- A report compiled by ICT group Altron indicates that the financial resilience of SA households improved in the third quarter of 2022.
- Jobs growth and record exports have helped buoy SA’s economy, despite a series of shocks, including load shedding and flooding in KwaZulu-Natal.
- But while the economy has shown signs of resilience, continued load shedding and rising interest rates could start to bite in 2023.
- For more financial news, go to the News24 Business front page.
Data from fintech group Altron has shown that the ability of SA’s households to take on and service debt improved in the third quarter of 2022, with encouraging signs for the fourth quarter, an indication of the resilience of SA’s economy despite a series of shocks.
The Altron Fintech Household Financial Resilience Index (Afhri), compiled by economist Roelof Botha, rose 0.6% to 109.9 points in the third quarter of 2022, still down 0.2% year-on-year, but with encouraging signs from both employment figures, and in terms of disposable income. The index figure means that SA’s household finances were almost 10% more healthy than the first quarter of 2014, which is used as a benchmark.
“It’s not too bad considering what happened in the first three quarters of this year, with the increased load shedding,” Botha told News24.
“People tend to forget the April floods in KwaZulu-Natal. It was one of the ten worst natural disasters in the world in 2022 … dozens, hundreds of factories we closed some for a couple of days, some for a couple of weeks.
“The saving grace of the index was the employment figures, as far as I am concerned.” he said. The formal sector added more than one million during the first nine months of the year, and although muted when compared to the first two quarters of the year, another 235,000 new formal sector jobs were created between July and September 2022.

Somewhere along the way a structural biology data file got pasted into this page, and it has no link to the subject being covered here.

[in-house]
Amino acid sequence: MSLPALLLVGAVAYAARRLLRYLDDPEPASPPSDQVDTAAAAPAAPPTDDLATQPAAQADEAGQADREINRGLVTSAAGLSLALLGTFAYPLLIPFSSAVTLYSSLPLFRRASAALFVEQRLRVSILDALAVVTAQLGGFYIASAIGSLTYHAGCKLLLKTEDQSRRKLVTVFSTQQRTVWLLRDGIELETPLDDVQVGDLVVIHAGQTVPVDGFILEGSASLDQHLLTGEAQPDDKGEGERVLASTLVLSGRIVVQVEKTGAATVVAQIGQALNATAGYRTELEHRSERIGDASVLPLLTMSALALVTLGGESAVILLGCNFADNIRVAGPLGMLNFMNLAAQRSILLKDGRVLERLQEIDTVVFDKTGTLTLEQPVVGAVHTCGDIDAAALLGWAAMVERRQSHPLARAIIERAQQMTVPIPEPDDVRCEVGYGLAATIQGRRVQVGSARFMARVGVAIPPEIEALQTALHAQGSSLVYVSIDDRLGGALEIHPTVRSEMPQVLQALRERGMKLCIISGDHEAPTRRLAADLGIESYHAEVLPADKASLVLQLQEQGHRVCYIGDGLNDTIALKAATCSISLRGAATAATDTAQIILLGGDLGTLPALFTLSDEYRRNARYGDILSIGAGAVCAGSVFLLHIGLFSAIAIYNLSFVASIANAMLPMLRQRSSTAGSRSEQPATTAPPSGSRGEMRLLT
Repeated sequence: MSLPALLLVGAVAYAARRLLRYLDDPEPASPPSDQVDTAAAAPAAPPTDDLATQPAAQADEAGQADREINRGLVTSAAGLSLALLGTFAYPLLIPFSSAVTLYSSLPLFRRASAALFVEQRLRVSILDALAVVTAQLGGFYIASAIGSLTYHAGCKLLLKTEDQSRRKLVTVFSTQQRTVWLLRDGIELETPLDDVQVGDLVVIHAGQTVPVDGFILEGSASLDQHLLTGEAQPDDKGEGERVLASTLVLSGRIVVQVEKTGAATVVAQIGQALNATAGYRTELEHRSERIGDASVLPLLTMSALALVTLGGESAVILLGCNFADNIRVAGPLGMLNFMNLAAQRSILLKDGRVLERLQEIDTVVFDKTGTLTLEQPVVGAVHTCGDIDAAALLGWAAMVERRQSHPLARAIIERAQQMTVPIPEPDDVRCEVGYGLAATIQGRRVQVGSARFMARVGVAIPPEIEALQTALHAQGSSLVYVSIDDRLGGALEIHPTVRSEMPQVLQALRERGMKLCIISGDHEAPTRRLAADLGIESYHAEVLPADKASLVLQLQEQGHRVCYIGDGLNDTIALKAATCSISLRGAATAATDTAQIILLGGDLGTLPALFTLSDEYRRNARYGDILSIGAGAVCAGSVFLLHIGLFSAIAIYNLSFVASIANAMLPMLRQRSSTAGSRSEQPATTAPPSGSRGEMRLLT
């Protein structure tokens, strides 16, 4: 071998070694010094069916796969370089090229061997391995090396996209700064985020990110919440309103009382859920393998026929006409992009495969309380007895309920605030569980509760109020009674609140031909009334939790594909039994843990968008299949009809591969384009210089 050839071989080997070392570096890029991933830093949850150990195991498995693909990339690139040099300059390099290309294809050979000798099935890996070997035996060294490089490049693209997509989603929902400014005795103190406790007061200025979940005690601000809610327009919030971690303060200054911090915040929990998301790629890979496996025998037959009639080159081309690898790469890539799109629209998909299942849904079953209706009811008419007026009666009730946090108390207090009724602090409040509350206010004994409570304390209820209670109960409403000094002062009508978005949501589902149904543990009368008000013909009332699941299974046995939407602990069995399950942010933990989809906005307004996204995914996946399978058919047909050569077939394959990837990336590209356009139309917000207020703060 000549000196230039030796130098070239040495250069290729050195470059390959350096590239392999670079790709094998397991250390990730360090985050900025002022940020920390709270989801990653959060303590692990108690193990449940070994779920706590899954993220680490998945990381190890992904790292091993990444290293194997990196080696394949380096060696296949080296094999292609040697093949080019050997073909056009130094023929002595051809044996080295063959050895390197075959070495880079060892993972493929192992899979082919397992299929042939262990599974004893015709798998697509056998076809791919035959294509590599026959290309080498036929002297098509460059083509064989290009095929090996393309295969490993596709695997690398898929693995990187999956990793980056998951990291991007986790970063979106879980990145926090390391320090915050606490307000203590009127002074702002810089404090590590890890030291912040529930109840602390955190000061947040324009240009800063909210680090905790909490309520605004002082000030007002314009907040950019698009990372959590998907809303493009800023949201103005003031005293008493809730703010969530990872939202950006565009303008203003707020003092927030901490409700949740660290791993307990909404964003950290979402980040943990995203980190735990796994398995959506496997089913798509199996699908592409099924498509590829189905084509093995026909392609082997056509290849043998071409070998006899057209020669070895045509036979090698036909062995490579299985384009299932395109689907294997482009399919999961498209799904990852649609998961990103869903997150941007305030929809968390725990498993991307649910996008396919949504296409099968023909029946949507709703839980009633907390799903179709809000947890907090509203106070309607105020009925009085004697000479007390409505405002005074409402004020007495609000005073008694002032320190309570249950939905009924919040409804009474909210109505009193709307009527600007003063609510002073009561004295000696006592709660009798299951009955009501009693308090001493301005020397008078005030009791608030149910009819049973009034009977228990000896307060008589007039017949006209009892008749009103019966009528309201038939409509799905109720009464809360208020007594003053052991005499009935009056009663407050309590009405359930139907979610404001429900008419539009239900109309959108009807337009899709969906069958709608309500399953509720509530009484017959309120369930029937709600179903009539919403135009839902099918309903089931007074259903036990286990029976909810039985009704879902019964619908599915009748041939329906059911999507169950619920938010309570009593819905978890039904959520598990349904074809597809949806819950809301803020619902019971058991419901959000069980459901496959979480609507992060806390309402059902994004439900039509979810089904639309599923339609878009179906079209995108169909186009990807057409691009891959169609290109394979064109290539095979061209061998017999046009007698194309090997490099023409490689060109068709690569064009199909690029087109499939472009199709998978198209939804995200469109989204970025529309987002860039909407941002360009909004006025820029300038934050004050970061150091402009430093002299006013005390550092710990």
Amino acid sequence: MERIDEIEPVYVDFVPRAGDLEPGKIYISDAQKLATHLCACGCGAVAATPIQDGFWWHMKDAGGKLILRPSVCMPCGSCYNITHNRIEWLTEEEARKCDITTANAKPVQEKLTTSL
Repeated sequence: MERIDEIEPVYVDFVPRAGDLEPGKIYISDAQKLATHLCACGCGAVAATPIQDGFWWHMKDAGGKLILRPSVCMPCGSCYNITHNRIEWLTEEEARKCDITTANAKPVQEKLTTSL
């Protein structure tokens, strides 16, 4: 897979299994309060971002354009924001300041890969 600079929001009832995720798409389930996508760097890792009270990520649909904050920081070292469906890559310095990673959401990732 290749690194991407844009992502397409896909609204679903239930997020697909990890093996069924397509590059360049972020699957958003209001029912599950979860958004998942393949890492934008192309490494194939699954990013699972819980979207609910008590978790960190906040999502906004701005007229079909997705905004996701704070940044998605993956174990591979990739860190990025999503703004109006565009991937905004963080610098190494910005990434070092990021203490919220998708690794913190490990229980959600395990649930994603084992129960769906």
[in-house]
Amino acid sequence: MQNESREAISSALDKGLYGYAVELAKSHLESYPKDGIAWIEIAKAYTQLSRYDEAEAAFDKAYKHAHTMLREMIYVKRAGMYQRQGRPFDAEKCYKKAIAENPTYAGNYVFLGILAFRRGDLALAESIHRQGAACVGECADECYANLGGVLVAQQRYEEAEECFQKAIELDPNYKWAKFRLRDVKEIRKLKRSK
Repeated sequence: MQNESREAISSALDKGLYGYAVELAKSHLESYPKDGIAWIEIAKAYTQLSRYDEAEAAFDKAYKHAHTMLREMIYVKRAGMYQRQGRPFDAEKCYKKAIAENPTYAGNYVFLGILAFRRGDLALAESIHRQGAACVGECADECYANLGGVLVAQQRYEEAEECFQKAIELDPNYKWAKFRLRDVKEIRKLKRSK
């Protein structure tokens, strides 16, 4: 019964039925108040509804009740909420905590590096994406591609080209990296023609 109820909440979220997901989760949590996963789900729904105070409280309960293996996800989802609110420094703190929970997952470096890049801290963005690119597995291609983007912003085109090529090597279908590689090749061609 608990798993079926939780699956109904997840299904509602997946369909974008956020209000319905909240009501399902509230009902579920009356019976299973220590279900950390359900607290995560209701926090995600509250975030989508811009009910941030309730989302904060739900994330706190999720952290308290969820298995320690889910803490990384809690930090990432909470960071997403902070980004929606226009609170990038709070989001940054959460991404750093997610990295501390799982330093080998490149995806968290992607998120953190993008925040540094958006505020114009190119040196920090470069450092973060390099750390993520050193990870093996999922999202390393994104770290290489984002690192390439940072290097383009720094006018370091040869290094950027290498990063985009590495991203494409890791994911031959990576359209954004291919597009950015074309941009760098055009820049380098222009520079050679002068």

The Afhri, developed by Altron Fintech and which uses 20 indicators, is one of two indices looking at activity in the short-term credit industry. The second was developed by economist Keith Lockwood from the Gordon Institute of Business Science, with that survey measuring the pace of short-term credit extension and its effects on SA’s economy.
In the third quarter, the indicator for public sector employment fared best, rising 13.5% year on year, while civil debt defaults improved by 10%.
Disposable income in SA had also reached a record high in the third quarter, but the indicator for private sector salaries fell 2.2%, which Botha said could be an indication that Statistic SA is not fully capturing what is happening in the informal economy, particularly small businesses.
Altron’s Household Resilience Index
Altron, which provides the technology platform for microlenders, is looking to provide its clients with additional insight into market dynamics. It is also looking to shed some light on the short-term lending industry, which is often viewed negatively given the high interest rates short-term loans carry, but is regulated, and often relied upon by households and micro-businesses.
Altron helps customers to manage 2.2 million credit agreements by updating their payment profiles monthly, and also processes 2.6 million transactions, amounting to more than R2.5 billion in successful collections.
Read more: Short-term credit extension continues its recovery, but bumpy ride ahead, says Altron
Botha said the index is likely to reach a record high in the fourth quarter of 2022, given the effect of bonuses, but this may give a bit of a “false impression.” The first quarter of 2023 was likely to be tough, given the effects of load shedding, and hangover effect from the spike in household spending over Black Friday and the Christmas period.
“It’s going to be a very hard act to follow in 2023,” he said.
Altron said on Wednesday that SA’s economy seemingly remains in good shape, pointing to positive GDP growth in the third quarter, the resilience of the Afhri, the strengthening of the rand and record export earnings in 2022.
“It remains to be seen, however, whether government can succeed in reversing the general downbeat mood amongst consumers, due mainly to the escalation of electricity rationing, decaying roads, high fuel prices, and higher inflation and interest rates,” it said.